Japanese bookstore that can be found in the United States. (New York, San Francisco, Seattle, and--according to chkno, Beaverton, OR, are the locations I know for sure.) They carry books in English about Japan, all kinds of books in Japanese, Japanese magazines, manga, j-pop and other Japanese CDs, t-shirts, and various other items. Fun to browse in.

A very large bookstore chain in Japan that also has several outlets in Asia and the United States. Tokyo's Kinokuniya is located in Shinjuku, and Osaka's is located underneath the Hankyu station in Umeda. There is a Kinokuniya store at 10 West 49th Street in Manhattan that's one of the best places in New York to get genuine Japanese coffee, and the Kinokuniya at Changi Airport in Singapore is one of the most extensive bookstores in the entire city. Kinokuniya carries books in English, Japanese, and other languages.

There is also a Kinokuniya in Edgewater, New Jersey, right near the George Washington Bridge. It is in the same complex as a huge Japanese supermarket called Mitsuwa and a Japanese import store. As far as I know it is around the same size as the one in Manhattan, although it does not have a coffee bar. One of the nicer features of this Kinokuniya is its suburban location (a big difference from the ones in Japan and Manhattan). Every year the Connecticut-Japan society, as well as other similar groups in the region, organizes a bus trip to the complex, giving Japanese expatriates a chance to stock up on variety show videos and shrimp chips.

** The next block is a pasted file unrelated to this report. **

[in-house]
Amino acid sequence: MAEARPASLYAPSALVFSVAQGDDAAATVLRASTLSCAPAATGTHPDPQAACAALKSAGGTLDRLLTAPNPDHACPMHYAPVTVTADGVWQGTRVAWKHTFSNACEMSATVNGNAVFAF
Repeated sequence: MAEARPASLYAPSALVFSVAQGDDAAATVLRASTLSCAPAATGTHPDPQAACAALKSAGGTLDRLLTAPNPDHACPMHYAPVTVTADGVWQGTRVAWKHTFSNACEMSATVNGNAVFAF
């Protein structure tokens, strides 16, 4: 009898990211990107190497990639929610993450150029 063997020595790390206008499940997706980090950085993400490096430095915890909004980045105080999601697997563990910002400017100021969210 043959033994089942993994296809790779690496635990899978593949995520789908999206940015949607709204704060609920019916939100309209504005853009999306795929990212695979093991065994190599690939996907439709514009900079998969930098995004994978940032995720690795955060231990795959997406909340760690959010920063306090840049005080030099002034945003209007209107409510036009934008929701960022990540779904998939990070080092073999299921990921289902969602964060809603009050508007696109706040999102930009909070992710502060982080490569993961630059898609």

There's a Kinokuniya in Sydney, Australia. It takes up the top floor of a large building across from the Town Hall, and the first time I entered I literally stagged, stumbling in awed amazment at the rows of manga, American comics, graphic novels, art books, and attractive people reading same. Everything I'd ever dreamed of, served up with coffee and a staff who cared about Lost in Translation, And the Ass Saw Angel, Alan Moore's Voices of the Fire (an actual staff pick), and Hellsing.
Looking around for a quiet place to read i found myself facing very large, interesting works by local artists... or the chance to sit at a window overlooking a very nice city. Truly, thought I, Australia is the Lucky Country.

I did not know until now that one existed in Edgewater, New Jersey; that puts things in a more interesting light. It is a chain store, liken to Borders or Barnes and Noble, but none of those give the sensation of finding a magical Heaven where people have planned out exactly want you want and given it to you on a pleasent platter.

I do not go there often. I save its energies for when I need them, and for when my wallet can handle the inevitable purchasing. They offer a 10% discount on items of $50 or more, which leads to much temptation.

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